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Interview with Kurobuta’s Scott Hallsworth
August 19, 2014
Japanese food with an unassuming, rock n’ roll vibe: that’s what top chef Scott Hallsworth is going for with Kurobuta. Possibly best known for his stint as Head Chef at Nobu and his organisation of high-profile events for notable clientele including music royalty Michael Jackson and Dave Grohl, Scott sits down for a chat with Candid in his Western izakaya in Marble Arch.
You started your career in Australia. How did you get interested in Japanese and Pan-Asian cuisine?
When I was a little kid there was no such thing as sushi in the house – it was never heard of, never talked about, it would probably have been shunned as “foreign food”. Now Australia is very different; my nieces and nephews will make sushi at the weekend, every weekend. It’s pretty normal stuff now aand that shift started when I was an apprentice.
I was sent on food promotions to Singapore and Taipei and started really falling in love with the Asian aspect. I made my way around the world a bit and ended up in London. I had to find a job quickly and wound up in the Nobu kitchen.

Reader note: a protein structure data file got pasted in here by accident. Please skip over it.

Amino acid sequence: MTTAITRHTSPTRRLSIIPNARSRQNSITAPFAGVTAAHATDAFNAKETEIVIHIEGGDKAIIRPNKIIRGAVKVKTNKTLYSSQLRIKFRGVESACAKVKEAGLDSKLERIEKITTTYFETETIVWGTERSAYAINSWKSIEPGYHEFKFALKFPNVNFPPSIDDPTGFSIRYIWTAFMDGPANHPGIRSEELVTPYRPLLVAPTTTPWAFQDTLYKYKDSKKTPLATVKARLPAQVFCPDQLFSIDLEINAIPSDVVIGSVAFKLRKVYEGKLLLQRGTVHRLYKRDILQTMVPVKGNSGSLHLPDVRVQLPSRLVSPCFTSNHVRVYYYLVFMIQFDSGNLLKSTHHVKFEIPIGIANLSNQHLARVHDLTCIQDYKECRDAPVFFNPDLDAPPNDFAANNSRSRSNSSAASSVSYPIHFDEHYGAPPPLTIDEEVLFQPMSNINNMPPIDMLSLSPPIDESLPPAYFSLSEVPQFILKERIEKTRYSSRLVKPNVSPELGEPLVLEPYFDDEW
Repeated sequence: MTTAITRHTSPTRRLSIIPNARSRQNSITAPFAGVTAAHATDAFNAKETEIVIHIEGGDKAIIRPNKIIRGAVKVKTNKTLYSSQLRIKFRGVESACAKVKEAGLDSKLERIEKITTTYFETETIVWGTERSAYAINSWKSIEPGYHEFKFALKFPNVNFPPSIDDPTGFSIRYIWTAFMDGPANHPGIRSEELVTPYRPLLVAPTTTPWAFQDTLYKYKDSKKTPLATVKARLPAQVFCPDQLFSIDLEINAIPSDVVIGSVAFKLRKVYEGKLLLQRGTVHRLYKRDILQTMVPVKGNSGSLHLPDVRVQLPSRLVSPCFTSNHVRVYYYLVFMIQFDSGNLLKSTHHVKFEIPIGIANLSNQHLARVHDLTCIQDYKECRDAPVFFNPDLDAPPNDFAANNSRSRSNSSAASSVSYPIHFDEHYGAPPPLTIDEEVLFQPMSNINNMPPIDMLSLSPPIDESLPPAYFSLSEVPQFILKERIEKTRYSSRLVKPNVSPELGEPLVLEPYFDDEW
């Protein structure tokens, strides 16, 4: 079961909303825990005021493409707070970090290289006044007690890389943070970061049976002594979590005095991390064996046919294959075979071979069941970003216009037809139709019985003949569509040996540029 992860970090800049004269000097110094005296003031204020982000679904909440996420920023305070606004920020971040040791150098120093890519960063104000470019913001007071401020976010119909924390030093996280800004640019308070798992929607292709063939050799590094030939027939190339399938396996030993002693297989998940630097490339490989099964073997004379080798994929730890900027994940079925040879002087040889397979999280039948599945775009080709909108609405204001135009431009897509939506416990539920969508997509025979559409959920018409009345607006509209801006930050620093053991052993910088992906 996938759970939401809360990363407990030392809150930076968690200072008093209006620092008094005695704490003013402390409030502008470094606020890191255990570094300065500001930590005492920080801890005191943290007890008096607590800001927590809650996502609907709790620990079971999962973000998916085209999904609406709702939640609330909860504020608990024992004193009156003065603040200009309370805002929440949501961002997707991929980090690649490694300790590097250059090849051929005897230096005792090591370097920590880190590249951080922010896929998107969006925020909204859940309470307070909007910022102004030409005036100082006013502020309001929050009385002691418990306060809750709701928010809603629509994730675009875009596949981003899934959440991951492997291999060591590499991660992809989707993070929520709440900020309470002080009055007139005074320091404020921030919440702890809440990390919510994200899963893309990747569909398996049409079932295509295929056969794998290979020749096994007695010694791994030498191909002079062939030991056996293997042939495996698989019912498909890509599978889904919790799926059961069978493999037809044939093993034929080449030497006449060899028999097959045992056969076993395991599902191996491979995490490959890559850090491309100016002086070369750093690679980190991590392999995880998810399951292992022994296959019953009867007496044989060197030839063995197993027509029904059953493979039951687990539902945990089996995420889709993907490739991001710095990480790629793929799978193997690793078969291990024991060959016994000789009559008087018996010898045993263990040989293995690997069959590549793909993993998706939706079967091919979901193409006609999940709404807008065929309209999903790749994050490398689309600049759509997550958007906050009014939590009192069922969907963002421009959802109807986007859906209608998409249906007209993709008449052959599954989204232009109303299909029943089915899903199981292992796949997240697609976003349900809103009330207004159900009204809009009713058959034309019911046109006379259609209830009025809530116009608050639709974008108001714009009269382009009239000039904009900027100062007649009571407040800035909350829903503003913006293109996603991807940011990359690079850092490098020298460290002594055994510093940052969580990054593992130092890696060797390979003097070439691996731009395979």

That’s quite a good quick job to find!
It was. I thought they were going to tell me to get lost actually. I turned up there and they were like “Okay, you’re on the sauté section. Four hundred and fifty covers…” and I just thought “What?! Four hundred and fifty covers? Just tonight?!” I had never worked In a place like that before. It was an arse-kicking. It was the first time that I’d felt defeated and happy to be defeated so I thought that it was cool and I’d walk away as I admired those guys. Then they pulled me aside as said “Can you start on Monday”.
So I started, and then rose up the ranks really fast, became Head Chef, ran that kitchen, then moved to Australia and ran that one. I’ve been in love with Japanese food ever since.
So what made you come to the UK in the first place?
I’ve always wanted to work in London and come here to have my ‘schooling’ as it were. With my dad being British as well, I’ve always wanted to be in England. I did go back to Australia once but it wasn’t quite right.
You started the Nobu Melbourne, didn’t you? How was that?